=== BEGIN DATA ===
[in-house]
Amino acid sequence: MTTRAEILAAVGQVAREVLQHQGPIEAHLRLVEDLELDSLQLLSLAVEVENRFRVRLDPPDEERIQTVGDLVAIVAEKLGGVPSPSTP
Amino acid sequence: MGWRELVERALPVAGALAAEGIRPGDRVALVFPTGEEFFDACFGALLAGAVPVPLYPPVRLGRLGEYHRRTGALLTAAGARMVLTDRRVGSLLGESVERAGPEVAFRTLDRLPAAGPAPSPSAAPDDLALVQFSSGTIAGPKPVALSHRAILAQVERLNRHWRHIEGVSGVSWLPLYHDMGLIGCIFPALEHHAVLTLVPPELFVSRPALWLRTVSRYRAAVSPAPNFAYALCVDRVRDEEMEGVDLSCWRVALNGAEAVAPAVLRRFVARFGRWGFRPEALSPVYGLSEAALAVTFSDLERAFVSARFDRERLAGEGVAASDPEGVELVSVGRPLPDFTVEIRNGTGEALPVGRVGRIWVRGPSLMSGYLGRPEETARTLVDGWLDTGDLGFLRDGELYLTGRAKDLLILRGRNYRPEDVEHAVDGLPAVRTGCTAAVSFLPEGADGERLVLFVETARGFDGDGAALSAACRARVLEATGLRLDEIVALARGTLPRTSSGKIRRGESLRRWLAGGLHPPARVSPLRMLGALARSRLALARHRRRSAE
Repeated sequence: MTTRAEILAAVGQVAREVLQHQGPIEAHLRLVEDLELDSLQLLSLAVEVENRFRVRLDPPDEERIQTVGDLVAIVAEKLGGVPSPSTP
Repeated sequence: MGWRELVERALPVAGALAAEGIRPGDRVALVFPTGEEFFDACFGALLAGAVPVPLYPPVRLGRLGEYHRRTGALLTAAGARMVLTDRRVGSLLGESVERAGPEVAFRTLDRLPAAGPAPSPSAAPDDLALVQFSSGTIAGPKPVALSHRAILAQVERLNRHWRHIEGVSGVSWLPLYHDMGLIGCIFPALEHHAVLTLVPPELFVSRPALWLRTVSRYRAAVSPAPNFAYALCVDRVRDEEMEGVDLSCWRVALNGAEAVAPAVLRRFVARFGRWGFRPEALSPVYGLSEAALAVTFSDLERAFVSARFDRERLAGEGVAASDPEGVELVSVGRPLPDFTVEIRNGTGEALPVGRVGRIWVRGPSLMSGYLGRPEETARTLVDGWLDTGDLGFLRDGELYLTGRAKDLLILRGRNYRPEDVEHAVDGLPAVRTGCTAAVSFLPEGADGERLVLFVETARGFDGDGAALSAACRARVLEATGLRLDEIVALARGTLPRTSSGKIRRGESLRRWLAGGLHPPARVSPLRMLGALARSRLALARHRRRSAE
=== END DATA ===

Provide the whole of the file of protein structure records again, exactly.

[in-house]
Amino acid sequence: MTTRAEILAAVGQVAREVLQHQGPIEAHLRLVEDLELDSLQLLSLAVEVENRFRVRLDPPDEERIQTVGDLVAIVAEKLGGVPSPSTP
Amino acid sequence: MGWRELVERALPVAGALAAEGIRPGDRVALVFPTGEEFFDACFGALLAGAVPVPLYPPVRLGRLGEYHRRTGALLTAAGARMVLTDRRVGSLLGESVERAGPEVAFRTLDRLPAAGPAPSPSAAPDDLALVQFSSGTIAGPKPVALSHRAILAQVERLNRHWRHIEGVSGVSWLPLYHDMGLIGCIFPALEHHAVLTLVPPELFVSRPALWLRTVSRYRAAVSPAPNFAYALCVDRVRDEEMEGVDLSCWRVALNGAEAVAPAVLRRFVARFGRWGFRPEALSPVYGLSEAALAVTFSDLERAFVSARFDRERLAGEGVAASDPEGVELVSVGRPLPDFTVEIRNGTGEALPVGRVGRIWVRGPSLMSGYLGRPEETARTLVDGWLDTGDLGFLRDGELYLTGRAKDLLILRGRNYRPEDVEHAVDGLPAVRTGCTAAVSFLPEGADGERLVLFVETARGFDGDGAALSAACRARVLEATGLRLDEIVALARGTLPRTSSGKIRRGESLRRWLAGGLHPPARVSPLRMLGALARSRLALARHRRRSAE
Repeated sequence: MTTRAEILAAVGQVAREVLQHQGPIEAHLRLVEDLELDSLQLLSLAVEVENRFRVRLDPPDEERIQTVGDLVAIVAEKLGGVPSPSTP
Repeated sequence: MGWRELVERALPVAGALAAEGIRPGDRVALVFPTGEEFFDACFGALLAGAVPVPLYPPVRLGRLGEYHRRTGALLTAAGARMVLTDRRVGSLLGESVERAGPEVAFRTLDRLPAAGPAPSPSAAPDDLALVQFSSGTIAGPKPVALSHRAILAQVERLNRHWRHIEGVSGVSWLPLYHDMGLIGCIFPALEHHAVLTLVPPELFVSRPALWLRTVSRYRAAVSPAPNFAYALCVDRVRDEEMEGVDLSCWRVALNGAEAVAPAVLRRFVARFGRWGFRPEALSPVYGLSEAALAVTFSDLERAFVSARFDRERLAGEGVAASDPEGVELVSVGRPLPDFTVEIRNGTGEALPVGRVGRIWVRGPSLMSGYLGRPEETARTLVDGWLDTGDLGFLRDGELYLTGRAKDLLILRGRNYRPEDVEHAVDGLPAVRTGCTAAVSFLPEGADGERLVLFVETARGFDGDGAALSAACRARVLEATGLRLDEIVALARGTLPRTSSGKIRRGESLRRWLAGGLHPPARVSPLRMLGALARSRLALARHRRRSAE